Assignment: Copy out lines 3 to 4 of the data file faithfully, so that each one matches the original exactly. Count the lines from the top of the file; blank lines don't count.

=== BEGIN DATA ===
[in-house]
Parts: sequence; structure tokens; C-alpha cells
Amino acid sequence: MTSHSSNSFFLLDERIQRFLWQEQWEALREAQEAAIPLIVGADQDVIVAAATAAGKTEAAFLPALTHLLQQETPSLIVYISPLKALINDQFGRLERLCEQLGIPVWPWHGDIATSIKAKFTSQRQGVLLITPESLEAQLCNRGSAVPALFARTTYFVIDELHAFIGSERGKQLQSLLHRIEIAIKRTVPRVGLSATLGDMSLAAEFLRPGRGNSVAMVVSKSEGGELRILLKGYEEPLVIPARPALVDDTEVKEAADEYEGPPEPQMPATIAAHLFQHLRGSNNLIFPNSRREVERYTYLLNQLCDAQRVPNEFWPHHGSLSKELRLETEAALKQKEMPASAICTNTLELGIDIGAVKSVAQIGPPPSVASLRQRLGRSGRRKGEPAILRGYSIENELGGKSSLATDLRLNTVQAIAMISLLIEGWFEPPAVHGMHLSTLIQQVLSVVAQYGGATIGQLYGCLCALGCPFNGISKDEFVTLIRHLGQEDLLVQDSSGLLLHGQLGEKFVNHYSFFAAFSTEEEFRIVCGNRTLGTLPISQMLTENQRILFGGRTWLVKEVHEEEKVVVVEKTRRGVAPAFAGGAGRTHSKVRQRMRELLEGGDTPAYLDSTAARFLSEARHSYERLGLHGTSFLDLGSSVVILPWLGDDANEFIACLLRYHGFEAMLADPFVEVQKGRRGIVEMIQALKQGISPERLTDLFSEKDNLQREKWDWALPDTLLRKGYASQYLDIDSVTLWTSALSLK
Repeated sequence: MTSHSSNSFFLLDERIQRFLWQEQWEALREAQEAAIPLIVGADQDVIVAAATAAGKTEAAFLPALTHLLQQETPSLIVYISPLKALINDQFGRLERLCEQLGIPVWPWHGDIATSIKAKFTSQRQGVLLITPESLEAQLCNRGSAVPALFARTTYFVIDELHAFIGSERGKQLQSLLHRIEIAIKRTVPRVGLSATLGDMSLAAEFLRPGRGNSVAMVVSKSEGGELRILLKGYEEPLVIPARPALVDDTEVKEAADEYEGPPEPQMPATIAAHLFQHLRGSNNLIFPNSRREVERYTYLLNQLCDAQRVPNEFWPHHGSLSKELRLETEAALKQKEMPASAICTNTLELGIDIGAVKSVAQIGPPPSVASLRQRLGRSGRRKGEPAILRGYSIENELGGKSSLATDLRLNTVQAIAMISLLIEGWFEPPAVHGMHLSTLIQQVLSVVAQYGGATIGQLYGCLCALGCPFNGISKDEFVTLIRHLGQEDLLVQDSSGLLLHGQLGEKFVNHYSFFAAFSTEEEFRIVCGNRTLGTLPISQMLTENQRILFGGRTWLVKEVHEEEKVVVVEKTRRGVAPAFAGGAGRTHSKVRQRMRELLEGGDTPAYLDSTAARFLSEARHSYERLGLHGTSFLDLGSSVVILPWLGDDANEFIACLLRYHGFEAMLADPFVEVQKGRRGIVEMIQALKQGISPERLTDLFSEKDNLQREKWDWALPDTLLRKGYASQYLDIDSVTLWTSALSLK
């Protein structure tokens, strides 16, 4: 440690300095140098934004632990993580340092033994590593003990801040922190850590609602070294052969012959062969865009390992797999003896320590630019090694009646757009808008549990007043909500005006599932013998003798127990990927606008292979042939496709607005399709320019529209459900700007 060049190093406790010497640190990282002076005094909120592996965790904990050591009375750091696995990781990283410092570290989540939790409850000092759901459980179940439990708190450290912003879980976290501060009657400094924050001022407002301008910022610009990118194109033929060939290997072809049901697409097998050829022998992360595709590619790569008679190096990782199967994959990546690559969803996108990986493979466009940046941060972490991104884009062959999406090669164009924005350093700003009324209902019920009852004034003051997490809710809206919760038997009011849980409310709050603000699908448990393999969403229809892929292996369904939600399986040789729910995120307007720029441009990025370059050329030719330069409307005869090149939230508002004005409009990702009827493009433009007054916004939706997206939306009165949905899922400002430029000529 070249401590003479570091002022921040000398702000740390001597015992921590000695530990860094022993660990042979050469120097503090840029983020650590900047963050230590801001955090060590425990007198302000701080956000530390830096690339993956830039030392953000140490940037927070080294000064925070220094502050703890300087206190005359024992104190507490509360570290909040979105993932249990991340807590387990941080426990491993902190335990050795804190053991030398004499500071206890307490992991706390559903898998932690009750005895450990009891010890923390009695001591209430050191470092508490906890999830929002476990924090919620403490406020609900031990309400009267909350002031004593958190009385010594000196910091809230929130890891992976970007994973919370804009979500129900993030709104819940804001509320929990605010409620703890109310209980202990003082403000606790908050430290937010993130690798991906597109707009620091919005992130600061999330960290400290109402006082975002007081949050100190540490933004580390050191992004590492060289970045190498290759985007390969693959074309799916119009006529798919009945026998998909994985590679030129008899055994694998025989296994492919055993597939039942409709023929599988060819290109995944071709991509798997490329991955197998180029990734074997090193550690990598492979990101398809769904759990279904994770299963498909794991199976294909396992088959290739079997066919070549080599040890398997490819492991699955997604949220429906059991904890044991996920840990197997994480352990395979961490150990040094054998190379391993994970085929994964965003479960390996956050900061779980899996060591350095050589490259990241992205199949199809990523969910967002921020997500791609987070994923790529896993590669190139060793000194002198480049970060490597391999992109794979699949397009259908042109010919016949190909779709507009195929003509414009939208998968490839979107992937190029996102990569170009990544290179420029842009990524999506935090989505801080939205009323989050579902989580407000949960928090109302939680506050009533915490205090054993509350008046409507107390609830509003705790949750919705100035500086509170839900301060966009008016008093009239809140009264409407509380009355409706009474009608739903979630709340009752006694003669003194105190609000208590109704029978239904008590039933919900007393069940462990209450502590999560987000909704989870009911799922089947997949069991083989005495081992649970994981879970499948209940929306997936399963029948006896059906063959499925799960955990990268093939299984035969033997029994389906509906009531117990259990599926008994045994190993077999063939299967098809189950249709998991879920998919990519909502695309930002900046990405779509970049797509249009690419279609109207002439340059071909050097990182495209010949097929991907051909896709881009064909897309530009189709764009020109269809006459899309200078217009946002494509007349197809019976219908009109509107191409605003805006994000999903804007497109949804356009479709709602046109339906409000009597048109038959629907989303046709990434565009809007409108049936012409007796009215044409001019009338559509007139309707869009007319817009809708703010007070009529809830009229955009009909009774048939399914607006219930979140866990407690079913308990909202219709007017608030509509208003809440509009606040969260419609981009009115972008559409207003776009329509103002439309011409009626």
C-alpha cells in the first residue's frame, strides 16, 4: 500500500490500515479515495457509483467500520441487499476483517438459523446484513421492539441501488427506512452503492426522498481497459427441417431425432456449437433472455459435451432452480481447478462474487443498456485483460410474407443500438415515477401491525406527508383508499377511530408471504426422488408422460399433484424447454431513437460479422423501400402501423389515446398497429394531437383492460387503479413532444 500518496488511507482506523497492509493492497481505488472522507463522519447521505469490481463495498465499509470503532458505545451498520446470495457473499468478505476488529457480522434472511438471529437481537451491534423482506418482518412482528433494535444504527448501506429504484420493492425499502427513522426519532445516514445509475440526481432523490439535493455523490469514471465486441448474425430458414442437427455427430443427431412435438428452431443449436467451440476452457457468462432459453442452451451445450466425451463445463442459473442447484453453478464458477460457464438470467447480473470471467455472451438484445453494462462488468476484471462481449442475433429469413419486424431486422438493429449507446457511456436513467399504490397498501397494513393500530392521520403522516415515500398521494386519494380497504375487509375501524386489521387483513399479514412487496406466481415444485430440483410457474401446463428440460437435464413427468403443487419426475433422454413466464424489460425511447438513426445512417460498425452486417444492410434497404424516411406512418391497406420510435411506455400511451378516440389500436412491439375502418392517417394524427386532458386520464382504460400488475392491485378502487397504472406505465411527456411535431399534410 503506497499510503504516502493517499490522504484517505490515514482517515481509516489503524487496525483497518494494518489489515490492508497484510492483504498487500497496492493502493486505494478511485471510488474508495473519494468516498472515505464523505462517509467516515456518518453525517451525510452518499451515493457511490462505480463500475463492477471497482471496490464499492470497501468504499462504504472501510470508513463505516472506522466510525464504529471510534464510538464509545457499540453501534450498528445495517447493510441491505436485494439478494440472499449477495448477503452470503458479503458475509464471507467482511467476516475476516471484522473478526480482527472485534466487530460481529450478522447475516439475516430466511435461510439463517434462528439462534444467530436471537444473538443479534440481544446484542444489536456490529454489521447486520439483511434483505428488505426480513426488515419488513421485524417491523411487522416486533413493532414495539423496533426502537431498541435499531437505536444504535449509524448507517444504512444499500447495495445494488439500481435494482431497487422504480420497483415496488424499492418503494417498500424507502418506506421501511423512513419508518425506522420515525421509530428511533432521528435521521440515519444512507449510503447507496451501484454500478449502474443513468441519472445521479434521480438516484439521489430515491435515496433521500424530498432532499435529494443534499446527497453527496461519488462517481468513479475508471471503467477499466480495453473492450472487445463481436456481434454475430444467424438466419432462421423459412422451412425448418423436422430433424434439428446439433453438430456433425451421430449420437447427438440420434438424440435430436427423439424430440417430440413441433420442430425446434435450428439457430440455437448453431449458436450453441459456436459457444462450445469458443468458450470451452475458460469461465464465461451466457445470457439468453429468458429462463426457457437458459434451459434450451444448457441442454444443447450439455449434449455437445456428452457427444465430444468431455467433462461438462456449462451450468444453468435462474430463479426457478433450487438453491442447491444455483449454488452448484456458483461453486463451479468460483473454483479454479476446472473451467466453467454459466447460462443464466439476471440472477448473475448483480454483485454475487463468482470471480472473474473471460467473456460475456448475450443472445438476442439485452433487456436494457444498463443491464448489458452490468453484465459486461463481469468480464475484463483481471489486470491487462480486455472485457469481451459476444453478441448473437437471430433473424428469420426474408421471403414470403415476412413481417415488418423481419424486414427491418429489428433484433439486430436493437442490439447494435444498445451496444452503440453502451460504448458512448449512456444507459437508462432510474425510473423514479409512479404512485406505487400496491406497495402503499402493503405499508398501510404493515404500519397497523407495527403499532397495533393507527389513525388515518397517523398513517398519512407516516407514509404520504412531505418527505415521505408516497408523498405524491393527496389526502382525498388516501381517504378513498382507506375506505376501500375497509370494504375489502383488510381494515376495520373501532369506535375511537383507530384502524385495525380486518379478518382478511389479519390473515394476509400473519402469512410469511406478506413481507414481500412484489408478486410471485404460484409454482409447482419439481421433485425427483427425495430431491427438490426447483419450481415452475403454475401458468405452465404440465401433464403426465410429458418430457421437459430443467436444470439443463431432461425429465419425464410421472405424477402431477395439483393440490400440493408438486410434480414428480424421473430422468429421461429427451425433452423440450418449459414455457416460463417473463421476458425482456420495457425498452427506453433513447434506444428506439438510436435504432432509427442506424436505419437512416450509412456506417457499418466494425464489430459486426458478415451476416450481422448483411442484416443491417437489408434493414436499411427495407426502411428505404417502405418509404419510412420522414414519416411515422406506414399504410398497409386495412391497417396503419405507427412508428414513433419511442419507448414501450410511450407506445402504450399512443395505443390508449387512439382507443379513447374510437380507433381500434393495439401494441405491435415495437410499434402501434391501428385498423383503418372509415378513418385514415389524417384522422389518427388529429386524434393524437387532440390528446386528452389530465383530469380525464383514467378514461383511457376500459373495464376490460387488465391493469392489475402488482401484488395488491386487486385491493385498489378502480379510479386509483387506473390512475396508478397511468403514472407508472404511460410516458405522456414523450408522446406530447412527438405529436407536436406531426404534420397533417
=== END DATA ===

Amino acid sequence: MTSHSSNSFFLLDERIQRFLWQEQWEALREAQEAAIPLIVGADQDVIVAAATAAGKTEAAFLPALTHLLQQETPSLIVYISPLKALINDQFGRLERLCEQLGIPVWPWHGDIATSIKAKFTSQRQGVLLITPESLEAQLCNRGSAVPALFARTTYFVIDELHAFIGSERGKQLQSLLHRIEIAIKRTVPRVGLSATLGDMSLAAEFLRPGRGNSVAMVVSKSEGGELRILLKGYEEPLVIPARPALVDDTEVKEAADEYEGPPEPQMPATIAAHLFQHLRGSNNLIFPNSRREVERYTYLLNQLCDAQRVPNEFWPHHGSLSKELRLETEAALKQKEMPASAICTNTLELGIDIGAVKSVAQIGPPPSVASLRQRLGRSGRRKGEPAILRGYSIENELGGKSSLATDLRLNTVQAIAMISLLIEGWFEPPAVHGMHLSTLIQQVLSVVAQYGGATIGQLYGCLCALGCPFNGISKDEFVTLIRHLGQEDLLVQDSSGLLLHGQLGEKFVNHYSFFAAFSTEEEFRIVCGNRTLGTLPISQMLTENQRILFGGRTWLVKEVHEEEKVVVVEKTRRGVAPAFAGGAGRTHSKVRQRMRELLEGGDTPAYLDSTAARFLSEARHSYERLGLHGTSFLDLGSSVVILPWLGDDANEFIACLLRYHGFEAMLADPFVEVQKGRRGIVEMIQALKQGISPERLTDLFSEKDNLQREKWDWALPDTLLRKGYASQYLDIDSVTLWTSALSLK
Repeated sequence: MTSHSSNSFFLLDERIQRFLWQEQWEALREAQEAAIPLIVGADQDVIVAAATAAGKTEAAFLPALTHLLQQETPSLIVYISPLKALINDQFGRLERLCEQLGIPVWPWHGDIATSIKAKFTSQRQGVLLITPESLEAQLCNRGSAVPALFARTTYFVIDELHAFIGSERGKQLQSLLHRIEIAIKRTVPRVGLSATLGDMSLAAEFLRPGRGNSVAMVVSKSEGGELRILLKGYEEPLVIPARPALVDDTEVKEAADEYEGPPEPQMPATIAAHLFQHLRGSNNLIFPNSRREVERYTYLLNQLCDAQRVPNEFWPHHGSLSKELRLETEAALKQKEMPASAICTNTLELGIDIGAVKSVAQIGPPPSVASLRQRLGRSGRRKGEPAILRGYSIENELGGKSSLATDLRLNTVQAIAMISLLIEGWFEPPAVHGMHLSTLIQQVLSVVAQYGGATIGQLYGCLCALGCPFNGISKDEFVTLIRHLGQEDLLVQDSSGLLLHGQLGEKFVNHYSFFAAFSTEEEFRIVCGNRTLGTLPISQMLTENQRILFGGRTWLVKEVHEEEKVVVVEKTRRGVAPAFAGGAGRTHSKVRQRMRELLEGGDTPAYLDSTAARFLSEARHSYERLGLHGTSFLDLGSSVVILPWLGDDANEFIACLLRYHGFEAMLADPFVEVQKGRRGIVEMIQALKQGISPERLTDLFSEKDNLQREKWDWALPDTLLRKGYASQYLDIDSVTLWTSALSLK